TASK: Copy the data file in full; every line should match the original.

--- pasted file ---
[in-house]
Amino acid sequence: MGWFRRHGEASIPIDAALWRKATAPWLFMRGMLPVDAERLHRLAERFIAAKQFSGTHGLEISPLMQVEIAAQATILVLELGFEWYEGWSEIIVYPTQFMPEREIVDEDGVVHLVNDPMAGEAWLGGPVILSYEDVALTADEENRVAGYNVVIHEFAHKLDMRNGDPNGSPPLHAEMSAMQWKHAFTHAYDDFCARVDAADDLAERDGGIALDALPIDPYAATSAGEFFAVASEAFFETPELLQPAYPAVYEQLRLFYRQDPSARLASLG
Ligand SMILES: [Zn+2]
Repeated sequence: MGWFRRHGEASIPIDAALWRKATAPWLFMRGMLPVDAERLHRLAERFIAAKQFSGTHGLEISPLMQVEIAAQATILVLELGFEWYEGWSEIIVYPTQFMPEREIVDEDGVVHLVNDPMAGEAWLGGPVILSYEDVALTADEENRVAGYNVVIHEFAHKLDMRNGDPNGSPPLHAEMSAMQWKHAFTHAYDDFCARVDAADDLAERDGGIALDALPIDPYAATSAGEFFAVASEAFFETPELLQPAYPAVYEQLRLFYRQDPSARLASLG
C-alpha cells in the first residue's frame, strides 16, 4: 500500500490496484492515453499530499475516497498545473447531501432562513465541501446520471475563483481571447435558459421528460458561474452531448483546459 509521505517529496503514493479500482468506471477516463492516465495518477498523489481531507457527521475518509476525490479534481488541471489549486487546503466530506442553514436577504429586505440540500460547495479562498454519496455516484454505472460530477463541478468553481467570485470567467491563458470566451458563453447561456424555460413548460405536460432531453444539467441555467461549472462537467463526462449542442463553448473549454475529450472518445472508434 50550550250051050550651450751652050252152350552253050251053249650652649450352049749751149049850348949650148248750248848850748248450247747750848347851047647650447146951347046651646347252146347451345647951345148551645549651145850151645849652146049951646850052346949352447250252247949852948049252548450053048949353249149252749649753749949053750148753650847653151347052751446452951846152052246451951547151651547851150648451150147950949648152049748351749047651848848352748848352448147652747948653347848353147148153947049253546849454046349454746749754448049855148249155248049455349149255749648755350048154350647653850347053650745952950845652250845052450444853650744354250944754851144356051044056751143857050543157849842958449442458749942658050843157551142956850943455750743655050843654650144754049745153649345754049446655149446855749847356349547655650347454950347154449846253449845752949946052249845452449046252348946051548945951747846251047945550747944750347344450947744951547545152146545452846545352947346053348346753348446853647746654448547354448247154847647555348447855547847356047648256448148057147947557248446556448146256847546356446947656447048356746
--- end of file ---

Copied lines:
[in-house]
Amino acid sequence: MGWFRRHGEASIPIDAALWRKATAPWLFMRGMLPVDAERLHRLAERFIAAKQFSGTHGLEISPLMQVEIAAQATILVLELGFEWYEGWSEIIVYPTQFMPEREIVDEDGVVHLVNDPMAGEAWLGGPVILSYEDVALTADEENRVAGYNVVIHEFAHKLDMRNGDPNGSPPLHAEMSAMQWKHAFTHAYDDFCARVDAADDLAERDGGIALDALPIDPYAATSAGEFFAVASEAFFETPELLQPAYPAVYEQLRLFYRQDPSARLASLG
Ligand SMILES: [Zn+2]
Repeated sequence: MGWFRRHGEASIPIDAALWRKATAPWLFMRGMLPVDAERLHRLAERFIAAKQFSGTHGLEISPLMQVEIAAQATILVLELGFEWYEGWSEIIVYPTQFMPEREIVDEDGVVHLVNDPMAGEAWLGGPVILSYEDVALTADEENRVAGYNVVIHEFAHKLDMRNGDPNGSPPLHAEMSAMQWKHAFTHAYDDFCARVDAADDLAERDGGIALDALPIDPYAATSAGEFFAVASEAFFETPELLQPAYPAVYEQLRLFYRQDPSARLASLG
C-alpha cells in the first residue's frame, strides 16, 4: 500500500490496484492515453499530499475516497498545473447531501432562513465541501446520471475563483481571447435558459421528460458561474452531448483546459 509521505517529496503514493479500482468506471477516463492516465495518477498523489481531507457527521475518509476525490479534481488541471489549486487546503466530506442553514436577504429586505440540500460547495479562498454519496455516484454505472460530477463541478468553481467570485470567467491563458470566451458563453447561456424555460413548460405536460432531453444539467441555467461549472462537467463526462449542442463553448473549454475529450472518445472508434 50550550250051050550651450751652050252152350552253050251053249650652649450352049749751149049850348949650148248750248848850748248450247747750848347851047647650447146951347046651646347252146347451345647951345148551645549651145850151645849652146049951646850052346949352447250252247949852948049252548450053048949353249149252749649753749949053750148753650847653151347052751446452951846152052246451951547151651547851150648451150147950949648152049748351749047651848848352748848352448147652747948653347848353147148153947049253546849454046349454746749754448049855148249155248049455349149255749648755350048154350647653850347053650745952950845652250845052450444853650744354250944754851144356051044056751143857050543157849842958449442458749942658050843157551142956850943455750743655050843654650144754049745153649345754049446655149446855749847356349547655650347454950347154449846253449845752949946052249845452449046252348946051548945951747846251047945550747944750347344450947744951547545152146545452846545352947346053348346753348446853647746654448547354448247154847647555348447855547847356047648256448148057147947557248446556448146256847546356446947656447048356746